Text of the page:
Caffeinated Simpleton

Fine. Git is Awesome.

I’ve been a big fan of Mercurial for a while now. Harmonize is all kept in Mercurial, and most of my side projects are as well. Mercurial is great for a number of reasons. It’s easy to use, not only for former subversion users, but also at a conceptual level. Understanding how DVCSs work is easy when you’re using Mercurial. The vocabulary is sparse and makes a lot of sense. As added bonuses, it runs on Windows just as well as it runs on every other OS, and it’s written in Python (my favorite language).

However, I’ve decided to allow git into the very exclusive club of version control systems that don’t suck. Git makes two, and it might become my favorite as I get more comfortable with it.

To pause for a moment, one of the things git does not do better is github. Github has, perhaps, a slight advantage over bitbucket because of the size of the user base, but that doesn’t make it inherently better. It’s just a better social experience for now. From what I can tell, bitbucket matches github feature for feature and outdoes it in some areas. I’m a huge fan.

That being said, there are a few things git does better than mercurial. The first is editing commit histories. Mercurial supports a similar feature through extensions, but git has a leg up by coming with the ability to alter any part of your commit history built in. This allows things like cherry picking, merging batches of commits into one, and cleaning up commit logs. Mercurial can kind of do these things, but it’s much better supported in git. Plus, as a relative newcomer to git, I’m sure I haven’t even scratched the surface of what’s possible.

The second advantage that goes to git is local branching. Now let’s be clear here. Mercurial does support branching in much the same way git does. However, if you ever push to a remote repository, your branches must exist there or you must create them there. Local branches are nice because they don’t need to clutter up whatever master repository you have. You can have your own branches for whatever you’re up to and don’t need to mess with what the rest of the world is doing. I use this all the time and love it.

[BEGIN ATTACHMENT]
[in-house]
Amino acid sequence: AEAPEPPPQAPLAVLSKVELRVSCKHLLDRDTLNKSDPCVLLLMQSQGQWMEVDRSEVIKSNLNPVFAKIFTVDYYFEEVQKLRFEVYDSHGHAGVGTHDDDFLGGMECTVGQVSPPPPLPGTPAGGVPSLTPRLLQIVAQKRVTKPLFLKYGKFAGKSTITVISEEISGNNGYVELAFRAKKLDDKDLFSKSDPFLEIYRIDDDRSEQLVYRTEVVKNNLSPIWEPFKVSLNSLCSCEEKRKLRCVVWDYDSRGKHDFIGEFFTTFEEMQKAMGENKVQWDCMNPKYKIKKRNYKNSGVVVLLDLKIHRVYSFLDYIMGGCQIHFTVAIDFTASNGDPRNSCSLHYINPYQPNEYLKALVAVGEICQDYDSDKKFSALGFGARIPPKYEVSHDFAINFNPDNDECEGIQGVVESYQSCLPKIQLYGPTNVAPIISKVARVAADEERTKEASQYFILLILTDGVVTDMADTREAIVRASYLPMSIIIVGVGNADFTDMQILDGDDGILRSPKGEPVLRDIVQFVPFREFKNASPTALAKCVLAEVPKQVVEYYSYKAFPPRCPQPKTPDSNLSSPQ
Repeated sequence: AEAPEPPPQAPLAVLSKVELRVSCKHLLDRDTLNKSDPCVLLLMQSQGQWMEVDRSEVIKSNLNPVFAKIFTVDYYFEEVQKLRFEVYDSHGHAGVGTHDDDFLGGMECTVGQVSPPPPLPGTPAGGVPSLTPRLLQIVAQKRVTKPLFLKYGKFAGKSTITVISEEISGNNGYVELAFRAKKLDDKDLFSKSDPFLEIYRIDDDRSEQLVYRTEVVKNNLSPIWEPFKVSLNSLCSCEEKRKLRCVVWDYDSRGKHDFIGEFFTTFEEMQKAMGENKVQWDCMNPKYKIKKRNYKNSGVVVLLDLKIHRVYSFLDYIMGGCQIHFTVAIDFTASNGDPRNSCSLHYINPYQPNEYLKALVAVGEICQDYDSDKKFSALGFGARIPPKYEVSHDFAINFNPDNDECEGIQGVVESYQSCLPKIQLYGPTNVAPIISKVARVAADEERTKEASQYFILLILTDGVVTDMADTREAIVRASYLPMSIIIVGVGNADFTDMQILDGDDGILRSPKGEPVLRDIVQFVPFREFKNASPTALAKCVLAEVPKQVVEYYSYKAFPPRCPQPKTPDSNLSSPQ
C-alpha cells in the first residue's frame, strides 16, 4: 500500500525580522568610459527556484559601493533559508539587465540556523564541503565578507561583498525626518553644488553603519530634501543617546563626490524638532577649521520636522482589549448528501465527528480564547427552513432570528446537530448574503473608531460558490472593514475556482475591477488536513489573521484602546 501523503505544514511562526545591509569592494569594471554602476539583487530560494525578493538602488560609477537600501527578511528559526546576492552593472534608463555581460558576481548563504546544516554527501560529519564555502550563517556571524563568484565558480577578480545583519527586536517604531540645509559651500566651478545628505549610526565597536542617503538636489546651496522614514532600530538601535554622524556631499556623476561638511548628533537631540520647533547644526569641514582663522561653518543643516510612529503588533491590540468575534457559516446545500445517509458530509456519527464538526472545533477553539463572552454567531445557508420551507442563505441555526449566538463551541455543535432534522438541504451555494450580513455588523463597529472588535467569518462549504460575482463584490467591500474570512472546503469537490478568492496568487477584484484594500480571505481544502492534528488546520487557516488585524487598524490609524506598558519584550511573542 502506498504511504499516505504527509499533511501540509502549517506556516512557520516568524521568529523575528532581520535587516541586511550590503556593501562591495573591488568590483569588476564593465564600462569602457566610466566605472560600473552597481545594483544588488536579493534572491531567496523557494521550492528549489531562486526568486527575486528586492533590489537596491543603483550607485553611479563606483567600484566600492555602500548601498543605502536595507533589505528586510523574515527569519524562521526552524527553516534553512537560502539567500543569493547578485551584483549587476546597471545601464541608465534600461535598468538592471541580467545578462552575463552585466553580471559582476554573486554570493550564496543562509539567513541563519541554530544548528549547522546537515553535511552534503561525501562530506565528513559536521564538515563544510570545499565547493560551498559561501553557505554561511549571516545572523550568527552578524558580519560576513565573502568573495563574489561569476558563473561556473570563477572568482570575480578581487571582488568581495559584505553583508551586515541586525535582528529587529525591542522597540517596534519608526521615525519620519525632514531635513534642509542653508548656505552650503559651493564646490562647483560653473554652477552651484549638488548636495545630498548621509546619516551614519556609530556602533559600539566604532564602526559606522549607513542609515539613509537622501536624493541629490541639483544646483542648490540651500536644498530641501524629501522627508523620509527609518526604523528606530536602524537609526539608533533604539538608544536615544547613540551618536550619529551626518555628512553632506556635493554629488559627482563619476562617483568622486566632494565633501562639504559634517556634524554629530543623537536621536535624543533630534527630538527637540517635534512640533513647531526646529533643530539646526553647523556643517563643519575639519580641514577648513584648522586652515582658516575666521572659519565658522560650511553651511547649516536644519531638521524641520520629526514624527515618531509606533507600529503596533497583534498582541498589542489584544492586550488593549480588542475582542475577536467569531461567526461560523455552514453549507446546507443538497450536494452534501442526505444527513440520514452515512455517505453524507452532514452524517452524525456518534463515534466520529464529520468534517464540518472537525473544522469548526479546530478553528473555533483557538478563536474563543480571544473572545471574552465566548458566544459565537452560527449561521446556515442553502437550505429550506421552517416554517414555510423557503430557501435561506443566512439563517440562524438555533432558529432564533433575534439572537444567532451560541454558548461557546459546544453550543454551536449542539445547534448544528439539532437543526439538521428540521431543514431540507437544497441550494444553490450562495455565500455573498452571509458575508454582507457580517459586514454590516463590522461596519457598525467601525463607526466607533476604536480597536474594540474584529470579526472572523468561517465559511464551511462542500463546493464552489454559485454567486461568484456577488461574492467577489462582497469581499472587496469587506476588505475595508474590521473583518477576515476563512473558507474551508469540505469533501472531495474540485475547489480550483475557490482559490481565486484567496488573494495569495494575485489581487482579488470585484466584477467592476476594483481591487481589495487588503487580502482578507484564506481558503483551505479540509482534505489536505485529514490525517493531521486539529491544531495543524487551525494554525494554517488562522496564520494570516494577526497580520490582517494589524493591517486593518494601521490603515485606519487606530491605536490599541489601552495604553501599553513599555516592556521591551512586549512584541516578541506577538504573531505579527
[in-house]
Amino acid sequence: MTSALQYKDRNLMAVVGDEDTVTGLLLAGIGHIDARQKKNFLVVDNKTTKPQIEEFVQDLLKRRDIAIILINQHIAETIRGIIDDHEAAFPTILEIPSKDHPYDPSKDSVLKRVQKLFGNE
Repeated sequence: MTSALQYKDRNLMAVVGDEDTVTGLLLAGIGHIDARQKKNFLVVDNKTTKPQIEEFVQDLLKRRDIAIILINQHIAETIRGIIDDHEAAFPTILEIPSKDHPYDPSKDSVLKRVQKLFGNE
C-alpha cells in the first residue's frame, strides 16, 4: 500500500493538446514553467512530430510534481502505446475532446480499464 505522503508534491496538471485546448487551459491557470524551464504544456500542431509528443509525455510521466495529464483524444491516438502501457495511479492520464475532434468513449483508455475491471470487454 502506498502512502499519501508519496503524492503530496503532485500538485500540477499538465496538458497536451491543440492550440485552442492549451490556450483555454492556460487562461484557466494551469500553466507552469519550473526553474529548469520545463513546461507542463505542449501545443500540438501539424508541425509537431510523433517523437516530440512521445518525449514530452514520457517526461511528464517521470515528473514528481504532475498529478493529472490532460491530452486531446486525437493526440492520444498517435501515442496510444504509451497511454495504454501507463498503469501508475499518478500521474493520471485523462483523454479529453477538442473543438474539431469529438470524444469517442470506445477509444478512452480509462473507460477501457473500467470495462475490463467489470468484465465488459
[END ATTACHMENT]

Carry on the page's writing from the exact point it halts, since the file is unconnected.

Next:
In the end though, there is one feature that has pulled me toward git and kept me there, and that’s git-svn. My current employer uses Subversion, and since that is not one of the version control systems that don’t suck, I quickly became agitated. I desperately tried to use Mercurial with SVN, to no avail. There is pretty good support for mirroring a SVN repository in Mercurial, but pushing back to svn quickly became a nightmare. I even found a script that did a pretty good job, but in the end, the support wasn’t there.

Git-svn, however, is a different story. It utilizes git’s amazing ability to manipulate commit histories to allow you to pull down changes from an SVN server, do your own thing, commit as much as you want in yout git repository, and then when you’re ready, push it all back to the SVN server. It’s incredible. I can do all the local branching I want, play with things, finalize a feature, whatever, and in the master branch keep up with the day to day bug fixes. When I’m ready, I just merge and push. Now I don’t even think about dealing with straight SVN. The first thing I do if I’m going to be doing anything beyond reading code is pull it into a fresh git repository. From there, I’m free to use version control as it should be used without bothering anybody else. At the end of the day, I can either push all my commits out, or modify them into a few larger, more well defined commits. I pretty much never fight with subversion anymore, and that makes me a happier person.

Despite what I’ve said here, I still love Mercurial. It’s such a simple and well designed piece of software that it makes me smile a bit. It’s like the Mac where git is like Linux. I work on Linux because I need the raw power, but at the end of the day, I really want a mac to be sitting there beside me. So make your own decisions, but at this point I’m willing to admit it. Git is awesome.

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